That means making it clear on your website how to contact customer support via phone, email, and live chat - the more options the better. You should also train your customer support staff to deal with a wide range of issues appropriately, so that any complaints can be resolved in the first instance and before they escalate to a chargeback.

Optimize your shipping process

You should offer a range of shipping options to meet different preferences, and make it easy for your customers to find the best option for their needs at checkout. You should also clearly state expected delivery dates and be transparent about the costs involved in shipping, especially for international deliveries. You can’t control what happens when your products are out with your delivery partner, but you can manage customer expectations to reduce the chance that they’ll initiate a chargeback if something does go wrong. 

Maintain transaction documentation and records

Documents and records of all your transactions will serve as vital evidence in the event of a dispute. You can use them to prove that a charge you’ve taken from a customer is legitimate and that the goods or services they purchased were delivered as expected. 

Analyze chargeback data

You should continually analyze your chargeback data to identify why your chargebacks are happening. That way you can spot trends and take targeted action to, for example, address slow delivery times. Data analysis will also help you implement thresholds that you can use to monitor for unusual chargeback activity. 

Focus on avoiding chargebacks

You can avoid chargebacks by focusing on the key triggers that cause them in the first place. Almost all chargebacks are the result of either unauthorized criminal transactions, merchant’s errors or oversights, or invalid customer chargeback requests (friendly fraud). You should develop a mitigation strategy that encompasses specific measures for these three triggers, because, while they might all cause chargebacks, they all require different solutions. 

Implement a chargeback alert

Rather than relying on your card network to warn you, you should implement a chargeback alert in your own systems to notify you when your chargeback ratio is increasing. It’s up to you what threshold the ratio should have to pass before you’re alerted, but it should be high enough that you’re not being constantly warned, but low enough that it gives you ample time to take action.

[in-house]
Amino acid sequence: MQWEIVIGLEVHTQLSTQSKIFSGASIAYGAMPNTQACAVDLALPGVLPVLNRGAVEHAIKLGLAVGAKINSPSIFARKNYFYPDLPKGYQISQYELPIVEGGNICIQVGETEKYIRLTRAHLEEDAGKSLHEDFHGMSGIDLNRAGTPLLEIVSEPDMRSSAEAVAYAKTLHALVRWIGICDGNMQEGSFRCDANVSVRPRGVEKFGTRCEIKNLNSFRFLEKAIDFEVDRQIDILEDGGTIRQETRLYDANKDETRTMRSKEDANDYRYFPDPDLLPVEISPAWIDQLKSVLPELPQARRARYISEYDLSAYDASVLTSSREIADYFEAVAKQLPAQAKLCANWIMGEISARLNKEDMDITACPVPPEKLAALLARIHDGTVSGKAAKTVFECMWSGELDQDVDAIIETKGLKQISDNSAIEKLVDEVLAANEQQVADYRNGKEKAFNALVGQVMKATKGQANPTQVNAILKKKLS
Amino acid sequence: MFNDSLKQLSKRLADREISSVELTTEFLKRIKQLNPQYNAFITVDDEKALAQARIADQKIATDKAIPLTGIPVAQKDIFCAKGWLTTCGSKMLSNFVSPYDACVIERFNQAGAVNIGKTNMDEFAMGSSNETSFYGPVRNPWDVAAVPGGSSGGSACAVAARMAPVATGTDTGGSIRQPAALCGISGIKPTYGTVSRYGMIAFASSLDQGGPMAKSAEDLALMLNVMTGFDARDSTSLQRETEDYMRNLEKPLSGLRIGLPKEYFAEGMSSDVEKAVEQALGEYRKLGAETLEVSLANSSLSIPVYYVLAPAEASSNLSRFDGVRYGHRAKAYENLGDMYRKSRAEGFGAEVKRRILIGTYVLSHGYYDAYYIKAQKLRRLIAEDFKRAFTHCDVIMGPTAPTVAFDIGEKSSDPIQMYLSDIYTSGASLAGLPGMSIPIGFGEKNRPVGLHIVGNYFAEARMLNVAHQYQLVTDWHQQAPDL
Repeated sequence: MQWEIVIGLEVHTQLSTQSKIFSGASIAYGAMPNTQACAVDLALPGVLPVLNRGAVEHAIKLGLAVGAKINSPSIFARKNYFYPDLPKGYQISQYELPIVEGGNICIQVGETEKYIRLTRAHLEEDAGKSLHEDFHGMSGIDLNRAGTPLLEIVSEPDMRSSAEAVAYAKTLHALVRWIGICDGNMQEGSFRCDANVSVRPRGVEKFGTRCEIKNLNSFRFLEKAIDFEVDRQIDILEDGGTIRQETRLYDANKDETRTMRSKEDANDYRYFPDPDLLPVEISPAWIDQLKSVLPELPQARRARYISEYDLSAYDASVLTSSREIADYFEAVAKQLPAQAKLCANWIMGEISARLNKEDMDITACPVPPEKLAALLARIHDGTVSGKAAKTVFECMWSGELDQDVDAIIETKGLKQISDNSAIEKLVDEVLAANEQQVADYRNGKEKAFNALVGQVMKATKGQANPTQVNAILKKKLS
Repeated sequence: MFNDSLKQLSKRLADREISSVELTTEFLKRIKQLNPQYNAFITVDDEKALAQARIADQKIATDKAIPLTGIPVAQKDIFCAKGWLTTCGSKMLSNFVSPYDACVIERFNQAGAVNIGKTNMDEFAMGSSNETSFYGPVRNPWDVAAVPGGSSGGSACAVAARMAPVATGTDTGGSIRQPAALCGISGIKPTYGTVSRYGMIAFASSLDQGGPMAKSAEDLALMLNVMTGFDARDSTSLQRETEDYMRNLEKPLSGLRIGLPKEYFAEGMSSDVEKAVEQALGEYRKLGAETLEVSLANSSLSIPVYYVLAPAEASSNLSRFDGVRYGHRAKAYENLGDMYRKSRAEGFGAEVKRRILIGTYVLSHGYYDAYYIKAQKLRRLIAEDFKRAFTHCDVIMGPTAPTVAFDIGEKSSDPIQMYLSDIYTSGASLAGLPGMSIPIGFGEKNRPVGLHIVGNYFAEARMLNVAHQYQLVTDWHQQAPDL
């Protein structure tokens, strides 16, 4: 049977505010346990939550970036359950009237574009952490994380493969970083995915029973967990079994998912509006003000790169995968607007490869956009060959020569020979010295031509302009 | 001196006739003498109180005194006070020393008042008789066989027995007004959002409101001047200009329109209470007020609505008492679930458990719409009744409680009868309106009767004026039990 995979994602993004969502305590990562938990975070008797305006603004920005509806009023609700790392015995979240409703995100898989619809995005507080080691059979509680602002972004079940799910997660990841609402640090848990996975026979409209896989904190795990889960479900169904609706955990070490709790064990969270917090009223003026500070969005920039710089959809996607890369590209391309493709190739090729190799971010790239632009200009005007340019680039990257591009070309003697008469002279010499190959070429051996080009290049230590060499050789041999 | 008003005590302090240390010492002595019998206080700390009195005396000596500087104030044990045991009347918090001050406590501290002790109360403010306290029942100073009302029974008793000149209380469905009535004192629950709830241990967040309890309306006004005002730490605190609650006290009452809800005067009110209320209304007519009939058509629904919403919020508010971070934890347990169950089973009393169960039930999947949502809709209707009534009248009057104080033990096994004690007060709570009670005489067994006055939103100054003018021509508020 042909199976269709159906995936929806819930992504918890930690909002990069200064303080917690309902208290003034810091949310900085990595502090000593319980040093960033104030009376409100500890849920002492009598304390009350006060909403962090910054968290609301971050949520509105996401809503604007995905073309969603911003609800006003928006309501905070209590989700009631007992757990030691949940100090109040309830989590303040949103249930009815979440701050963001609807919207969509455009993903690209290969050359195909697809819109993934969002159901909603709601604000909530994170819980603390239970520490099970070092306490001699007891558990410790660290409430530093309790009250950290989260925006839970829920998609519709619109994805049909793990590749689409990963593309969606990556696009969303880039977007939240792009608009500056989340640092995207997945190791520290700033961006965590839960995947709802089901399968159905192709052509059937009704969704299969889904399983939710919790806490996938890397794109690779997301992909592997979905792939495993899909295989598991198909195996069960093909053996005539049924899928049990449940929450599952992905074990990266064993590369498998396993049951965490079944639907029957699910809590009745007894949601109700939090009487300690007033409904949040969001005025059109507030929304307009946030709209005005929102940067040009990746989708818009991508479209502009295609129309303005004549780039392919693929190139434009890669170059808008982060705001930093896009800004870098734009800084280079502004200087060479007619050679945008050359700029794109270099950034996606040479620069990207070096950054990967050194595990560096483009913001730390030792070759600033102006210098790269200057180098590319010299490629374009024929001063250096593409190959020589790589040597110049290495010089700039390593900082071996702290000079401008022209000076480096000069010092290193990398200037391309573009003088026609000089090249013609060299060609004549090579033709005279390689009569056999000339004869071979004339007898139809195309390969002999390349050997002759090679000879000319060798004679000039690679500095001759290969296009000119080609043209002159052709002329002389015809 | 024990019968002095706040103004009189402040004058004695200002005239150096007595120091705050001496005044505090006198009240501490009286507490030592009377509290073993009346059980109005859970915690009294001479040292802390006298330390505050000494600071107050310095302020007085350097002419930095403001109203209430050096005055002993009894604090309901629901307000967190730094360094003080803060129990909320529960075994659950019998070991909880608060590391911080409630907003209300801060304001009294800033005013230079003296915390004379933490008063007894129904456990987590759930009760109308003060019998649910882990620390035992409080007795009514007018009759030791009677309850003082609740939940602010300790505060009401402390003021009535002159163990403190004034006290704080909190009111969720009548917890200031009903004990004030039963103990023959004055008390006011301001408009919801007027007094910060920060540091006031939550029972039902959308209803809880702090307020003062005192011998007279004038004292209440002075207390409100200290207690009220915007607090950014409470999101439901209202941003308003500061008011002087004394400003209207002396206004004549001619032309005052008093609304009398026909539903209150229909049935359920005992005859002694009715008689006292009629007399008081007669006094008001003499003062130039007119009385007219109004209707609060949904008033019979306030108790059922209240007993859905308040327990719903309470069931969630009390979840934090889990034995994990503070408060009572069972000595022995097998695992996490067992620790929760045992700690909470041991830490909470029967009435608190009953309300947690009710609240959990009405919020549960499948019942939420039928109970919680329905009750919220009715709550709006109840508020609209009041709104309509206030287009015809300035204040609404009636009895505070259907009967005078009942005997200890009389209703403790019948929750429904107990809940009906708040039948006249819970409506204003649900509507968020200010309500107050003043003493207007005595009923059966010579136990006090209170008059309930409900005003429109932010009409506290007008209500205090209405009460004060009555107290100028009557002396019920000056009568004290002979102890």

E-commerce as breeding ground for chargeback fraud

With the growth of e-commerce and digital services, more transactions are performed with the consumer, product and merchant apart. These ‘card-not-present’ purchases give an opportunistic shopper the chance to claim ignorance about the transaction. Delivery of the product - or not, as may be alleged - offers another chance to hoodwink. Savvy consumers know the default position of their bank is to believe them and force a refund. They also know the merchant is likely to want to avoid the hassle and reputational threat of disproving their complaint. So the person gets their product, and they get their money back. Of more concern to merchants is the increase in large-scale, systematic chargeback fraud.  

Fighting chargeback fraud with

In truth, predictive modelling in the payments space is relatively immature. And much of it is focused on improving payment success rather than combating chargeback fraud. But that’s OK. It doesn’t have to be perfect. Fraud is about exploiting the soft touches. Merchants only have to make it harder to commit fraud with them than another vendor, and they push the fraud elsewhere, with all the costs and consequences that go with it. 

So tackling fraud - and your choice of PSP to give you the best shot at it - has become more than just a payments issue. It is another opportunity for a merchant to use payments to strike a competitive advantage in its market. It is about marketing, customer retention, brand reputation and everything else that makes a business tick over and grow.’s Fraud Detection system fights chargeback fraud by stopping fraudulent transactions before they happen. Our system uses machine learning and flexible rules to spot suspicious activity. If a transaction resembles previous transactions that have led to chargeback fraud, you can automatically route it for further authentication or to be blocked.  What’s more, Fraud Detection Pro continually analyzes our entire network to learn about fraudulent trends, which helps you to stay one step ahead of criminals.

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September 2, 2020 1:59
September 1, 2023 8:20